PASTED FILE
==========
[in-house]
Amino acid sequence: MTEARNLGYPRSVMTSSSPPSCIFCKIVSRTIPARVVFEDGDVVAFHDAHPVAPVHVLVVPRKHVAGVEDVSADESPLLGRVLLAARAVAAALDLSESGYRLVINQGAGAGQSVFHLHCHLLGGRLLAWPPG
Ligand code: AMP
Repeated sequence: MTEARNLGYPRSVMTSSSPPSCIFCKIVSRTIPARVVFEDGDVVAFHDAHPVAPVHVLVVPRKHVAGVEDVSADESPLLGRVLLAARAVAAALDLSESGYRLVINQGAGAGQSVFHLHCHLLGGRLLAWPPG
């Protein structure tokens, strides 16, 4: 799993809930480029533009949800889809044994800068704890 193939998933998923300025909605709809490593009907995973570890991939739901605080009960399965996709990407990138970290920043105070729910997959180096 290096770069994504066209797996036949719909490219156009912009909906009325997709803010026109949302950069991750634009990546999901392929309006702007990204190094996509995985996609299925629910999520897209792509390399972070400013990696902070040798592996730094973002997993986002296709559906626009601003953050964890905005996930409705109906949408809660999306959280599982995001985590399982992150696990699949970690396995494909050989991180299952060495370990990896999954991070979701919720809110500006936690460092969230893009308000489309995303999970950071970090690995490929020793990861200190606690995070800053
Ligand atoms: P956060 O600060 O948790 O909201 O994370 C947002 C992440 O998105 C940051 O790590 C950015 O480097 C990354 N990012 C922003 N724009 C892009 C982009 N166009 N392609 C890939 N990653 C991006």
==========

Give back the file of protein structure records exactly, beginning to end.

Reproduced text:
[in-house]
Amino acid sequence: MTEARNLGYPRSVMTSSSPPSCIFCKIVSRTIPARVVFEDGDVVAFHDAHPVAPVHVLVVPRKHVAGVEDVSADESPLLGRVLLAARAVAAALDLSESGYRLVINQGAGAGQSVFHLHCHLLGGRLLAWPPG
Ligand code: AMP
Repeated sequence: MTEARNLGYPRSVMTSSSPPSCIFCKIVSRTIPARVVFEDGDVVAFHDAHPVAPVHVLVVPRKHVAGVEDVSADESPLLGRVLLAARAVAAALDLSESGYRLVINQGAGAGQSVFHLHCHLLGGRLLAWPPG
């Protein structure tokens, strides 16, 4: 799993809930480029533009949800889809044994800068704890 193939998933998923300025909605709809490593009907995973570890991939739901605080009960399965996709990407990138970290920043105070729910997959180096 290096770069994504066209797996036949719909490219156009912009909906009325997709803010026109949302950069991750634009990546999901392929309006702007990204190094996509995985996609299925629910999520897209792509390399972070400013990696902070040798592996730094973002997993986002296709559906626009601003953050964890905005996930409705109906949408809660999306959280599982995001985590399982992150696990699949970690396995494909050989991180299952060495370990990896999954991070979701919720809110500006936690460092969230893009308000489309995303999970950071970090690995490929020793990861200190606690995070800053
Ligand atoms: P956060 O600060 O948790 O909201 O994370 C947002 C992440 O998105 C940051 O790590 C950015 O480097 C990354 N990012 C922003 N724009 C892009 C982009 N166009 N392609 C890939 N990653 C991006």